Experimental violation of Bell inequalities for multi-dimensional systems
Quantum correlations between spatially separated parts of a -dimensional bipartite system () have no classical analog. Such correlations, also called entanglements, are not only conceptually important, but also have a profound impact on information science. In theory the violation of Bell inequalities based on local realistic theories for -dimensional systems provides evidence of quantum nonlocality. Experimental verification is required to confirm whether a quantum system of extremely large dimension can possess this feature, however it has never been performed for large dimension. Here, we report that Bell inequalities are experimentally violated for bipartite quantum systems of dimensionality with the usual ensembles of polarization-entangled photon pairs. We also estimate that our entanglement source violates Bell inequalities for extremely high dimensionality of . The designed scenario offers a possible new method to investigate the entanglement of multipartite systems of large dimensionality and their application in quantum information processing.
Entanglement is one of the remarkable predictions of quantum mechanics [1, 2, 3, 4, 5], which was first pointed out by Einstein, Podolsky, and Rosen (EPR) [6, 7]. The predicted correlations cannot be reproduced by any classical theories based on local variables [also called local realistic theories (LRT)]. Bell test experiments [1, 2, 8] provide a feasibly approach to verify such correlations in practice. The kernel of these experiments is the Bell inequalities, which are based on the constraint that the correlations exhibited by local variable theories must satisfy. Contradicting Bell inequalities can thus be considered a non-classical indicator of quantum nonlocality.
One of the most striking works on Bell inequalities for multi-dimensional systems is the reformulation of the Collins, Gisin, Linden, Massar, and Popescu (CGLMP) inequalities . As presented by CGLMP in their original scenario, we summarize the three key components in a Bell test experiment. The first part is about the -dimensional system. Each one of the two remote parties, say Alice and Bob, has such a system with dimensionality . Using the Bell-CGLMP inequality, they investigate the quantum nonlocality between the -dimensional systems they have. Since CGLMP concern the impossibility to reproduce quantum correlations with local variable theories, the definition of the -dimensional system then should be generally fitting their purpose. When a -dimensional system is able to be measured by performing properly designed measurements which can provide possible distinct outcomes, it then can be used to reveal the quantum nonlocality. The second part is about the measurements performed by Alice and Bob on their respective systems. In a Bell test experiment, suppose that one of the parties, Alice, can carry out two possible measurements, or , and that the other party, Bob, can carry out two possible measurements, or , where each measurement has possible outcomes: . The last part is that, with sufficient measurement results obtained from the Bell test experiment, one can calculate the joint probabilities for . For example, Alice and Bob choose measurements and , respectively. Each time, they measure their respective systems and then have a set of outcome. After sufficient runs of such measurements have been made, a joint probability distribution for can be derived from the experimental outcomes. All the other probabilities used to determine the value of Bell’s expression can be measured in the same manner. The correlations among the outcomes of the measurements exhibited by local-variable theories must obey the generalized Bell inequalities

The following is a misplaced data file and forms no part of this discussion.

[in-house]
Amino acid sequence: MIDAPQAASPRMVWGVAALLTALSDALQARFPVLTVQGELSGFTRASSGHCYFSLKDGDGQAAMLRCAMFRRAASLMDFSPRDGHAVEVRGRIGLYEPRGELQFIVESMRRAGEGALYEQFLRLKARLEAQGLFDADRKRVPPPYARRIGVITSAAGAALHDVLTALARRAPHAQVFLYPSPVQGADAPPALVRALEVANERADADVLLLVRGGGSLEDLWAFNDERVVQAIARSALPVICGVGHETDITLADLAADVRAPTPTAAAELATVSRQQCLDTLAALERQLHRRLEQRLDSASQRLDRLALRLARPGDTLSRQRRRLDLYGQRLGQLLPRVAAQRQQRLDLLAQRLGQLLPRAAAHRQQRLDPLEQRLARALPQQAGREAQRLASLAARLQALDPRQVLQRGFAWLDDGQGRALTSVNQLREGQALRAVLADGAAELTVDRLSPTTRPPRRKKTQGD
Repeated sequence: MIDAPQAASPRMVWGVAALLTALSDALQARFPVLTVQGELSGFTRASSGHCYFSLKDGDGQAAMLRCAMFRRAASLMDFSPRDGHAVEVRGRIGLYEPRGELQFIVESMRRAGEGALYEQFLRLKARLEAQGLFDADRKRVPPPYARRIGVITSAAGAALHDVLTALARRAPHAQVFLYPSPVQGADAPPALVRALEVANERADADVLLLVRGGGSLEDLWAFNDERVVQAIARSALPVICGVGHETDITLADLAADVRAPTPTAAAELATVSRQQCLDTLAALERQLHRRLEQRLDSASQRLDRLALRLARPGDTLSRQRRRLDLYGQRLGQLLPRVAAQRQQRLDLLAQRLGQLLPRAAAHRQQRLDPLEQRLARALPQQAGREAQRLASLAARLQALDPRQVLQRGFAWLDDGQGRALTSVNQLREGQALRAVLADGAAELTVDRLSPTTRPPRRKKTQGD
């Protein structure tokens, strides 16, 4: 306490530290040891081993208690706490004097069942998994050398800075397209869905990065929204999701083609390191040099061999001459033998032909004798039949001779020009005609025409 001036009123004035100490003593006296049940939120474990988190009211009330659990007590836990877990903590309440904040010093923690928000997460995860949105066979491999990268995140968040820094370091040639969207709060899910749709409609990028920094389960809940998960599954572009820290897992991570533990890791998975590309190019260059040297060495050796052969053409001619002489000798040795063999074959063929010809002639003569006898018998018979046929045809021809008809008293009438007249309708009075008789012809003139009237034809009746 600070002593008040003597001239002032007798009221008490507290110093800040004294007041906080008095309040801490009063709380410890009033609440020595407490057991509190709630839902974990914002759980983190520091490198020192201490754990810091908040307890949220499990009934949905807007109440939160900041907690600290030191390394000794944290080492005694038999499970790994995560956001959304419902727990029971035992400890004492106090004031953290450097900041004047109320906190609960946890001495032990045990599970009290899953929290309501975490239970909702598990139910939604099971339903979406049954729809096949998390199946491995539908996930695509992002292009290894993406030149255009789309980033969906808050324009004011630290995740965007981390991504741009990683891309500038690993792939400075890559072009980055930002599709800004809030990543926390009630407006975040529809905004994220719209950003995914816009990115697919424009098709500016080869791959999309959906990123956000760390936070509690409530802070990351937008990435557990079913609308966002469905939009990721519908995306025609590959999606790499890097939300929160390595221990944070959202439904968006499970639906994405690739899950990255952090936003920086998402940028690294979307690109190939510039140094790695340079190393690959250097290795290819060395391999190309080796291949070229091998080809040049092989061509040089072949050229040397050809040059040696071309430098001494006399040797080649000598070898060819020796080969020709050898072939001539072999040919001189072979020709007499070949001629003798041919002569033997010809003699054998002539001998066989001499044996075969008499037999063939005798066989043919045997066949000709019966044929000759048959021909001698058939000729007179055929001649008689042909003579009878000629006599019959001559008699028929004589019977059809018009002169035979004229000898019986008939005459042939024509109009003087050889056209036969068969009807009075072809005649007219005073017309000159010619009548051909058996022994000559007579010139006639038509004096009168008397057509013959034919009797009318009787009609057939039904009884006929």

The Bell expression, , reads:
where denotes the probability of the measurements and with outcomes that differ, modulo , by . Compared with previous significant discoveries , this is the first analytical demonstration of Bell inequalities for bipartite quantum systems of arbitrarily high dimensionality.
In addition to the fundamental interest for revealing fascinating aspects of quantum mechanics, Bell inequalities generalized to -dimensional systems and their verified quantum nonlocality are also crucial for a variety of quantum information tasks and engineering protocols [9, 10], such as quantum communication [11, 12], quantum computation , quantum error correction , and quantum metrology . Considerable progress has been made to demonstrate the violation of generalized Bell inequalities. In particular, quantum correlations have recently been revealed  by experimentally violating Bell inequalities for bipartite -dimensional quantum systems up to . In this seminal demonstration of Bell test experiment, genuine multi-dimensional entanglement  of the orbital angular momentum (OAM)  of photon pairs was generated through spontaneous parametric down-conversion (SPDC) and enhanced by the entanglement concentration. The direct extension of the OAM-entangled photons to show violations of Bell inequalities for , however, is restricted by the quality of entanglement due to the intrinsic properties of the SPDC process. The recent trend is toward efficient verifications of high-dimensional OAM entanglement, e.g., by using an entanglement measurement  or by developing a novel nonlinear criterion .